If you’re going to be in Dubai for any length of time, you’re going to need a bank account. Don’t be daunted, it’s not impossible – in fact, it’s actually quite easy to get a basic account. You just need to respect the local laws, have your documentation ready, and – of course – shop around for the best deal.
Here’s our guide to opening a bank account in Dubai.
Choosing a Bank
It goes without saying that the world’s biggest banks are in Dubai. You’ll see their logos when you enter the airport terminal – Barclays, HSBC, Citibank – they’re all here and they’ve all got very clear instructions on how to open an account with them in Dubai. And you could do that, and they’ll make it nice and easy for you.
However, the local banks have a good reputation for customer service, and are extremely well-regulated. The UAE’s central bank is in control of all local financial regulation and has very strict codes of compliance that all banks have to adhere to, which puts into play the likes of the Dubai Islamic Bank, Mashreqbank and the Commercial Bank of Dubai.
You will have your own considerations for choosing a bank – it may be that the HQ is right next to your home or your office, in which case it’s a no-brainer. But you might want the best deal, and again those local banks might be providing the best deal, for instance, for international transfers or lowest minimum balance requirement.
When considering your bank – ask about how you can use your account to do things like topping up your salik (road tax) and banking online – there are a number of aspects of Dubai life that can be completed easily through your bank account without you needing to have to visit the local branch. Again, when it’s 45 degrees outside and you have to visit the local branch, you would benefit from not having to go outside.
Also think about the minimum balance requirement. They vary a lot between the different Dubai banks. Current accounts might require AED5,000 in your account but they might offer a better rate of interest, while savings accounts tend to have a much lower balance, but then again, a lower rate of interest. Remember, if you fall short of that minimum balance requirement, you might end up with a fine. It may not be a huge fine, but they add up.
Also think about whether you can use your card in the UK or any other country – or indeed, any other Emirate. If you’re travelling around, you will need that flexibility.
Also, women might prefer banks that have a Ladies’ section within the bank!
What you need
Don’t think that each bank is going to ask for the same list of documents, but as a rule of thumb, you will need:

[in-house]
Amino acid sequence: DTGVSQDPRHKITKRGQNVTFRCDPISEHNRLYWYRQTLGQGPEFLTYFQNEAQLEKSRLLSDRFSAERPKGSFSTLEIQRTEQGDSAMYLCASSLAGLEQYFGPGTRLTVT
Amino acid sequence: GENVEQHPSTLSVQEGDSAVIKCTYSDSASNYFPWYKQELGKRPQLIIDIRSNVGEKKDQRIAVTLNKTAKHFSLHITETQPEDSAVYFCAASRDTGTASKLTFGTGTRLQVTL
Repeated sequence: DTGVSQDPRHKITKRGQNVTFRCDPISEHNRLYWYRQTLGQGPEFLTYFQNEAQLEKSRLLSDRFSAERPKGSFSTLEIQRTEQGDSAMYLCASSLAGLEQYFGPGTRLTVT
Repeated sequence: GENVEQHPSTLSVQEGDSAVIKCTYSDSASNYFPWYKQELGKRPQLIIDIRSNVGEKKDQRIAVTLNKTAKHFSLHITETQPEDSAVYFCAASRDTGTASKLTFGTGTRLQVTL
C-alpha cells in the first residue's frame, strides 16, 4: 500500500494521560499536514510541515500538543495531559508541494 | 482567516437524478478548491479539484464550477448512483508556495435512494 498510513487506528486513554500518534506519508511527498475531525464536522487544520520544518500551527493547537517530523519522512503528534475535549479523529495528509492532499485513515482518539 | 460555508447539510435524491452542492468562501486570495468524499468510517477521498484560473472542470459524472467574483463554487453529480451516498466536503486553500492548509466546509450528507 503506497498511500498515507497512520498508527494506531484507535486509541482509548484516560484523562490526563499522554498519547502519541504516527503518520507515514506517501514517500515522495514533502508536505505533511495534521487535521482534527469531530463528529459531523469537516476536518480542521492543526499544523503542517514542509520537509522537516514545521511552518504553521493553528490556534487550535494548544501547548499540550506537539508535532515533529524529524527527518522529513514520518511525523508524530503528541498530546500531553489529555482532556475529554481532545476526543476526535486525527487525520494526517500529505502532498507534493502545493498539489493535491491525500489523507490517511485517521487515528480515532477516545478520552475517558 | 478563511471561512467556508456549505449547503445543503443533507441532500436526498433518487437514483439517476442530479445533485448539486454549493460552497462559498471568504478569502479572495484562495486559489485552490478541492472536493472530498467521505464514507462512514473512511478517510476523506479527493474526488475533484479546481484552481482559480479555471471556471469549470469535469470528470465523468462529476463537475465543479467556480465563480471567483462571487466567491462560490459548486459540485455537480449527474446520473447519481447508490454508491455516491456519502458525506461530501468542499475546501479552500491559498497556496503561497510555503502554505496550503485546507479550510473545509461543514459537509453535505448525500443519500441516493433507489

- Your original passport, with copies
- Your residency visa
- Proof of employment, e.g. salary slips
- Proof of address
- UAE Identification, e.g. driving licence
- A letter from your employee, with title and salary – called a “No Objection Certificate” (NOC)
The last document is quite important. You will need someone from your employer, probably HR, to produce – and stamp – the NOC. It should state your employer’s name, address and monthly salary.
If you’re opening a current account with your bank, then you’ll more than likely be given a debit card and a chequebook.
If you’re thinking “wow is this the 80s”, chequebooks are commonly used for rent. If you're renting in Dubai
, rent is often paid annually with four post-dated cheques representing 25% of the annual cost. And just like anywhere else, bounced cheques are A. Bad. Thing. In fact, it’s fraud, so make sure you have the funds in place for each cheque.
Savings & Deposit Accounts
Opening a savings account in Dubai is probably not much different from anywhere else in the world. Interest rates remain comparable, if a little low, but you do need to maintain a minimum balance, although some opening offers state that you don’t need one for the first three months.
That means you have to remember when it’s going to kick in!
Overall, it’s easy to bank in Dubai – you just have to make sure that you find the bank account that has the facilities you need, and it doesn’t have to be one of the major international banks, it could be a local bank.
Just remember to keep enough money in the account for post-dated cheques and minimum balance requirements, and shop around!